Wednesday, 19 December 2007


Did the Fall give up when no one gave a shit? No. No they fucking didn't.

Quipped in full 'sarcaustic' mode...

Spun over to The KrakHaus in Chelsea for Javier Torqemada’s book launch last eve. Got ditzy on free chino blowers and lager top. Torquay, as I tagged him, was adamant that his book (Easy Totem: California Princesses 1989 – 2006) was shot thru with his most cred photos. I told him photos were old OLD and everyone was going Terry Nutkins over videos these days. “They move and everything,” I quipped in full sarcaustic mode. Will Gnome give good review? Decided? Not.
Anyway, ran into Susan Blacksheath from Thee Demi-Heads on XL Recordings. Was begging for a review of her Santa Tapes LP. I directed her to Christian Ziege who was sipping soda nearby. Told her he was my reviews editor. Proof she knows NOTHING about football? You need it? Spouted for literally mins to Deutsche no.3 about genre splice. Jeez.



Here's this week's crumbs... Jesus...

Radiohead: Thinking EP (Self released, probably)
Radiohead return to the guitar, bass & drums format with this experimental EP. Each member is recorded “thinking about their instrument”. This means that the first few tracks are field recordings of men coughing, sighing and drinking tea. Like a portal into a gentle staff room. When we get to Yorke’s “think piece” we hear a beautiful glitch-electronica track, a sublime imprint from his conscious art-mind, transmuted onto DAT tape by a cutting edge, eco-friendly, hyper-tech breakthrough (actually it’s an Autechre B-side you prick, he’ll never get away with it - Archer).

The Mark Twain: Catastro (Silly Recordings)
Featuring ex-members of Chisel Bitch and Iraqi Super-Fun, The Mark Twain is a dark, brooding beast. The acerbic guitars and New York drums are so typical of the current crop of “Night Vision” acts from across the water that one wonders if it is a KARATECHOP!KARATECHOP! release spinning on the table. Nevertheless “Hey! Days of the Monkey Men” on the flip is enough anarcho-math schism to keep Butcher Buoy fans happy for a while at least (
I don’t know what any of this means – Archer).

Geremi Balm: The Sex Twins (Bakerloo)
More lipstick socialism from Ray Liotta’s brother Lucio on Ninja Tune. Lead track “The Sex Twins” thuds to a hearty trance beat while Lucio intones the chemical components of various biological weapons. What sounds like an argument in a kebab shop is looped in the left speaker before guest drummer Umberto Eco throws a free-fill a la Rashied Ali to bring the whole thing to a head.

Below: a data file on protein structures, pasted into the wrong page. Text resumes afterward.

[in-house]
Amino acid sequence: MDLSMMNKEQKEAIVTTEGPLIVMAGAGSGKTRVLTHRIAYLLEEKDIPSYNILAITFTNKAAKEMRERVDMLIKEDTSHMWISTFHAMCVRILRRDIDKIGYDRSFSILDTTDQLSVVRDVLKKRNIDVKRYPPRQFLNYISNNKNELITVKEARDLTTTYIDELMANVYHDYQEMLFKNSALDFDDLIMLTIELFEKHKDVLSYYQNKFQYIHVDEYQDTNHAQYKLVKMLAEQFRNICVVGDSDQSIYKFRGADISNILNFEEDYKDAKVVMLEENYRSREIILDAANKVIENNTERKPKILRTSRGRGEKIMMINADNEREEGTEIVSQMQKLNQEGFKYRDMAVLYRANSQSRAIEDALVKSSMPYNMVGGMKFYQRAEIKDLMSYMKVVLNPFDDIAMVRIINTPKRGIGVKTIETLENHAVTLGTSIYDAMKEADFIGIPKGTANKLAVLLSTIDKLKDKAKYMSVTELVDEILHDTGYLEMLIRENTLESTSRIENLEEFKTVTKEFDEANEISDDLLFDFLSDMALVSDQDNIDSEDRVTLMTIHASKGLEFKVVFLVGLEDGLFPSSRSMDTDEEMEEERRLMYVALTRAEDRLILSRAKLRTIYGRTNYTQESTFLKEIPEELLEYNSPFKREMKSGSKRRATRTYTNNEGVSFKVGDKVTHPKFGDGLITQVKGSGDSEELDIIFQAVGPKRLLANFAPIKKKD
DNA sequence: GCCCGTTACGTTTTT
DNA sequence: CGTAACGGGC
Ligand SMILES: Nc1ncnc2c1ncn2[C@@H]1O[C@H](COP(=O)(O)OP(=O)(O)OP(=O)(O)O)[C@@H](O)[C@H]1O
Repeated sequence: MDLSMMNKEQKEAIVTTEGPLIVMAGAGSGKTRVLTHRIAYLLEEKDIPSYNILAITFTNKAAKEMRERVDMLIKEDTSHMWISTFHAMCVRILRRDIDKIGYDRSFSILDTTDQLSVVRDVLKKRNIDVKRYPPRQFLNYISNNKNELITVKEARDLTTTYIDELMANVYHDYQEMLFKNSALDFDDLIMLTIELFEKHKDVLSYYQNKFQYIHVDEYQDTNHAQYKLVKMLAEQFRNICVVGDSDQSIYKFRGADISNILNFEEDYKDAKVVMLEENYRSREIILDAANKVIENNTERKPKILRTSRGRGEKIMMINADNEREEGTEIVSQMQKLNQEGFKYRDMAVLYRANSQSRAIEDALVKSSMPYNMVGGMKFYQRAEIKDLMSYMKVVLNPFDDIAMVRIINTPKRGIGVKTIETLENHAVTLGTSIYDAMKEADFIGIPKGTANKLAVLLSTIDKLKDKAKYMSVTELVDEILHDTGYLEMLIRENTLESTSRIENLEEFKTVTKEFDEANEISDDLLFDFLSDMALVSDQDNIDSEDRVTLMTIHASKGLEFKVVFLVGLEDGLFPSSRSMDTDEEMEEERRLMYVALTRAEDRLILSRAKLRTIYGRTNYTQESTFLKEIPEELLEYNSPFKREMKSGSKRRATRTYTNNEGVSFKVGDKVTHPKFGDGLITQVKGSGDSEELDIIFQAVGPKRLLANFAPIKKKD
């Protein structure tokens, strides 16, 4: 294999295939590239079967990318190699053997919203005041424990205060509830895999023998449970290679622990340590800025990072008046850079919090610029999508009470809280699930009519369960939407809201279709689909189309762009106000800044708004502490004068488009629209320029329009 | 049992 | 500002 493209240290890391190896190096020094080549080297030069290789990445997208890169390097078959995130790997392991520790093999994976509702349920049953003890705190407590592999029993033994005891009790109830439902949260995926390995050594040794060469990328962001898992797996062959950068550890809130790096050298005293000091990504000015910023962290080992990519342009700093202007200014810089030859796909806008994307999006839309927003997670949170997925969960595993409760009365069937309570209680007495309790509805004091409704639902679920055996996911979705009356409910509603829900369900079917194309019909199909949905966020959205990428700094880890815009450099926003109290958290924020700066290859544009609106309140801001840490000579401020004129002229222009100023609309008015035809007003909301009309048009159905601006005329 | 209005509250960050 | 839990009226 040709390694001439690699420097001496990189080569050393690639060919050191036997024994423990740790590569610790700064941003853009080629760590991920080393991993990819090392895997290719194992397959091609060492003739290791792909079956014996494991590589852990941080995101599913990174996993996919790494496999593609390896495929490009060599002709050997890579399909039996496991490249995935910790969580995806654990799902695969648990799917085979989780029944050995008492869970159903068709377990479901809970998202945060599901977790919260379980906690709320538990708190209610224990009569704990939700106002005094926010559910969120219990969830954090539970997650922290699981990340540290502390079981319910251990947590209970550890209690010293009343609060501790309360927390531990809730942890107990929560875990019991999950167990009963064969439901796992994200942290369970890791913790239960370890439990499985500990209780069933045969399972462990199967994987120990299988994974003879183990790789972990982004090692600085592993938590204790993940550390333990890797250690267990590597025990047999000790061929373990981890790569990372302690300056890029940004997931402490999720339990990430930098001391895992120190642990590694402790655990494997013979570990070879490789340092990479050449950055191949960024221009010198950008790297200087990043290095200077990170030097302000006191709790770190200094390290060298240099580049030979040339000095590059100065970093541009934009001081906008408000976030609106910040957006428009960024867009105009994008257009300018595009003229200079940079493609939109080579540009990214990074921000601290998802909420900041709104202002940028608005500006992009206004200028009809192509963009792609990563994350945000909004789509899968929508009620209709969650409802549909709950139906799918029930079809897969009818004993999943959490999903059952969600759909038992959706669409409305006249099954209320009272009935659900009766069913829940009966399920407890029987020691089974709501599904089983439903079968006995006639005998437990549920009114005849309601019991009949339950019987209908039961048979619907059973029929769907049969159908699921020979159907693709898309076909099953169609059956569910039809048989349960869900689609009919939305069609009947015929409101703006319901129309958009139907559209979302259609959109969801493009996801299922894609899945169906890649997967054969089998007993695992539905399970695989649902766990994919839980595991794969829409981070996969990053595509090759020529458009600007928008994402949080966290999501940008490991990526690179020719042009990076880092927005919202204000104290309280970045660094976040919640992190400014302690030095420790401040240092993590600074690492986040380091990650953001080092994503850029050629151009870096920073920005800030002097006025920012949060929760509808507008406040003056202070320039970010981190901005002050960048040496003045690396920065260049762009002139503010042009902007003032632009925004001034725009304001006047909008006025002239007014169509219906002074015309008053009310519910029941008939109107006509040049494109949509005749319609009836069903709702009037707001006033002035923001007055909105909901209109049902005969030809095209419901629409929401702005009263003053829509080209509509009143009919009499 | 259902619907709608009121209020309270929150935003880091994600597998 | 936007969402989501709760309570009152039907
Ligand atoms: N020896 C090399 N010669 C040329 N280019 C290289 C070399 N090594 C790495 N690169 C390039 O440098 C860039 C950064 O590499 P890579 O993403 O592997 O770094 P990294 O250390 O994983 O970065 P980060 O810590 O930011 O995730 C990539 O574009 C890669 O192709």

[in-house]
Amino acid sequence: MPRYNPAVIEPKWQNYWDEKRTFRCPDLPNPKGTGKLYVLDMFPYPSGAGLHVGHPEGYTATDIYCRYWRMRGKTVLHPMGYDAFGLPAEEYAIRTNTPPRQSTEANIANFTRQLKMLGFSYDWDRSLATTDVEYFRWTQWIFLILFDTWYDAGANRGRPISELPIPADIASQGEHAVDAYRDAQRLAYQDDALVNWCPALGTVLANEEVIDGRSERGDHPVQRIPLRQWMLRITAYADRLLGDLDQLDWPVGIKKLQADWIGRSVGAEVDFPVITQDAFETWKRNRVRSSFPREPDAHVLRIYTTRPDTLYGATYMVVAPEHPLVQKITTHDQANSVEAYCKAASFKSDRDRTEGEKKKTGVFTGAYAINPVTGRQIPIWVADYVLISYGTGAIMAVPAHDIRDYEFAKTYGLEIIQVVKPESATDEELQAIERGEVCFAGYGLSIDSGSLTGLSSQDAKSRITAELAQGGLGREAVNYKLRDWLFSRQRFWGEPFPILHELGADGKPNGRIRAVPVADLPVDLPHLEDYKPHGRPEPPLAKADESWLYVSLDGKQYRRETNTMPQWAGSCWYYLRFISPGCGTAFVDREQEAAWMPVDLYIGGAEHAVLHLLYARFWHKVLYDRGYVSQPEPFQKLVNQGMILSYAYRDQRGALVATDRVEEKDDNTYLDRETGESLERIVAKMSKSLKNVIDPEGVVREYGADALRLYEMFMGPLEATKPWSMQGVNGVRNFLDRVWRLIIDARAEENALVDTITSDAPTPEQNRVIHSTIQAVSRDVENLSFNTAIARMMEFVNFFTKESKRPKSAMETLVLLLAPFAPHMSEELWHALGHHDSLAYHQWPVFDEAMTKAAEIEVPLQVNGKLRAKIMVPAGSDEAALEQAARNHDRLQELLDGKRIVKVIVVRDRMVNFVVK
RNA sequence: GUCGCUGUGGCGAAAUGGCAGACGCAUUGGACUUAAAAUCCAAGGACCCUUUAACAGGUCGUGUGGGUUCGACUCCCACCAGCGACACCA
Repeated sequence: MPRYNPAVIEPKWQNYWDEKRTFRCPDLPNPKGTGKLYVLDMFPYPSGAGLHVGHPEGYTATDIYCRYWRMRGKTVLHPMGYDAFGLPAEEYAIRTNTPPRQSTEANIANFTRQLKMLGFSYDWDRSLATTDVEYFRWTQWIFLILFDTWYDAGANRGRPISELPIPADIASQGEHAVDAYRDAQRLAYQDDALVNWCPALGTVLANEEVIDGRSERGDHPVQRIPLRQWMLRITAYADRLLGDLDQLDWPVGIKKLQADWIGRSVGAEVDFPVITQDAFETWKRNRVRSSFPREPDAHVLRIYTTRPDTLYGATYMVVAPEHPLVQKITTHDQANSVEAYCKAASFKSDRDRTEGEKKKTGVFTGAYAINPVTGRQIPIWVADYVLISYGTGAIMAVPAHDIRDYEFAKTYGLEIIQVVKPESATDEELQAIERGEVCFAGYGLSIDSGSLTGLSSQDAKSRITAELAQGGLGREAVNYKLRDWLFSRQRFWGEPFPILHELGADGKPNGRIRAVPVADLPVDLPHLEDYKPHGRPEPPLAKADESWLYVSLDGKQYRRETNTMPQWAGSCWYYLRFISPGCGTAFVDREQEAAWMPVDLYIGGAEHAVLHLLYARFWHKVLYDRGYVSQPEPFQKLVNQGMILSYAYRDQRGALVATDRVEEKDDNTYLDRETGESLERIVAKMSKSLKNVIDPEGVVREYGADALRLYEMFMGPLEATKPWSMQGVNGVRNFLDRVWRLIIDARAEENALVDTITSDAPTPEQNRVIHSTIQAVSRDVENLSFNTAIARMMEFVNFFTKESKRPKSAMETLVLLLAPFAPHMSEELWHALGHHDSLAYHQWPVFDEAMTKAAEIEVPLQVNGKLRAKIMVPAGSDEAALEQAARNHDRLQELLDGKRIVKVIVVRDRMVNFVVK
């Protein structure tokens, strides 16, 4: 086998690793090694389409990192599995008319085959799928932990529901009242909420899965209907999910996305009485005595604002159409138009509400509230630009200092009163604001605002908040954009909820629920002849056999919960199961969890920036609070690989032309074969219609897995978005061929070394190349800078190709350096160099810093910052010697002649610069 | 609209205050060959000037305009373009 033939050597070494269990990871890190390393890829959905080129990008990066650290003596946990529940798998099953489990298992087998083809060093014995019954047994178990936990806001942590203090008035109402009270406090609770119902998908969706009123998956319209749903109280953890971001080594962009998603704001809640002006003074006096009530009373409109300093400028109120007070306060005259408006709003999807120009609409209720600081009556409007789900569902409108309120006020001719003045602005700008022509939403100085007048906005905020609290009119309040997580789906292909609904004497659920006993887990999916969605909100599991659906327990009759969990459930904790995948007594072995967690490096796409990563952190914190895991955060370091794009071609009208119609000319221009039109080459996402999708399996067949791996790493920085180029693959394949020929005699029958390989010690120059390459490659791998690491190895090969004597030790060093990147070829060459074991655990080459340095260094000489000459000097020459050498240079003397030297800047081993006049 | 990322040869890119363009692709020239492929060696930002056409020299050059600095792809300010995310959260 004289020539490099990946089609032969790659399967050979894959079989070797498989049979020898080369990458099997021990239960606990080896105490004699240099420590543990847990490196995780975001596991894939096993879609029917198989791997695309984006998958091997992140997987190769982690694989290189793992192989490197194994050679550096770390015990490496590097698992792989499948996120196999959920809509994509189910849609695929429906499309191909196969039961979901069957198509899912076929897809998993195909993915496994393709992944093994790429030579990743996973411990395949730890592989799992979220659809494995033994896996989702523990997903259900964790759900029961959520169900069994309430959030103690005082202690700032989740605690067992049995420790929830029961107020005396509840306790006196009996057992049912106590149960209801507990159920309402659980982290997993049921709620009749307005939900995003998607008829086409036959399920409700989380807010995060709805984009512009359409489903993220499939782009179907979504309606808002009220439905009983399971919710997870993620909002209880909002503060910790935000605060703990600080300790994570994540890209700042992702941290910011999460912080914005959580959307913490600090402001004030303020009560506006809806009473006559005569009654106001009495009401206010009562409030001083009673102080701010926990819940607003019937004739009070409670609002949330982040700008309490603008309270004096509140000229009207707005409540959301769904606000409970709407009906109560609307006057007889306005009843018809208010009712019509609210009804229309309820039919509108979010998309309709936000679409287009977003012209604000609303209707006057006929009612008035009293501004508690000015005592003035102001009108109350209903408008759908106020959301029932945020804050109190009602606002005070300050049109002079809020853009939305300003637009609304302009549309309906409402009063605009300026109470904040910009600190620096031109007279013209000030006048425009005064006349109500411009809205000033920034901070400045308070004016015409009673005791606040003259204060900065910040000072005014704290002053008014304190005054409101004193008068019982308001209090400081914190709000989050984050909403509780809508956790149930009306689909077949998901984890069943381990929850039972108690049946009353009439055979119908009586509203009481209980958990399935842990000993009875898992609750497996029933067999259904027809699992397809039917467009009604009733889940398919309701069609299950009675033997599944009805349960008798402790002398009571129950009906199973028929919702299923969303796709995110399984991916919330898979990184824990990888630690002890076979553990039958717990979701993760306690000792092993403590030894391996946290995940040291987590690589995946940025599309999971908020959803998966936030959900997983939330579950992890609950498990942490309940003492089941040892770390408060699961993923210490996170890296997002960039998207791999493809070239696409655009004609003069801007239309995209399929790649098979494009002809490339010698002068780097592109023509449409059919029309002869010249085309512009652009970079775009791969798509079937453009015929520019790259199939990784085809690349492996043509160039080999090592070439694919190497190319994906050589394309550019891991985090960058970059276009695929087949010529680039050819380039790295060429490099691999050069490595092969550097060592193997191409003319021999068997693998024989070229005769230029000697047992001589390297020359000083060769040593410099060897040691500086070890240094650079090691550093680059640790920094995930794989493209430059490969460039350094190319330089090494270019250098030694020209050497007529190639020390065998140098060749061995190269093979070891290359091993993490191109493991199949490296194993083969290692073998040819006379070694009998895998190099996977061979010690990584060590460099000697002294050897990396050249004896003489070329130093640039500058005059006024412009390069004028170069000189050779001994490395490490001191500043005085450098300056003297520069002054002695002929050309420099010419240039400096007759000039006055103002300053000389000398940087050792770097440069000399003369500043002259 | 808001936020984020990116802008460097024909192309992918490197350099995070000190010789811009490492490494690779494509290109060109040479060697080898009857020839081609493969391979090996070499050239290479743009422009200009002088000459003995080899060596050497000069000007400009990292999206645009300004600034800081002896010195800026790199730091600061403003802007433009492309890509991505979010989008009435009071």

Since leaving Snow Patrol Lucio has found solace in the radical empiricism of Geremi Balm stating that “Geremi Balm is the only thing outside my own mind that I can verify as existing”. On this evidence he might be right. Blue vinyl and 1” lathe-cut CD.

Gulliver Unravelled: Subtle Requiem for the Midnight Jester (EMI/ Parlaphone)
After “Requiem” appeared on a certain mobile phone advert last year pressure was put on EMI to re-release Gulliver’s truly horrid back-catalogue. The fact that this sub-Genesis toss is being hailed as the re-discovery of the decade gives lie to the fact that we are all deep in the marketing man’s arse. Don’t buy this.

Sorry about all that,

Monday, 10 December 2007


Credit: No Joy (Fatcrack Recordings, 2007)

Raised by wolves at the foot of Mount Olympus, Brit-rapper Credit has certainly paid his dues. For the last 35 years Credit has been pushing back the boundaries of UK hip-hop to little acclaim. No Joy finds him in despondent mood stating on Wolf Boy “No-one human ever looked out for me, even when I was a little baby”.

Enlisting the help of producer Trevor Horn may have given No Joy underground respectability but its gritty sound does little to lift the bleak mood. Ultimately, as Credit raps on Minger: “My mother always wanted me to be a singer, I didn’t think I’d be broke, fat and married to a minger”. Harsh words from a harsh life. (Stewart)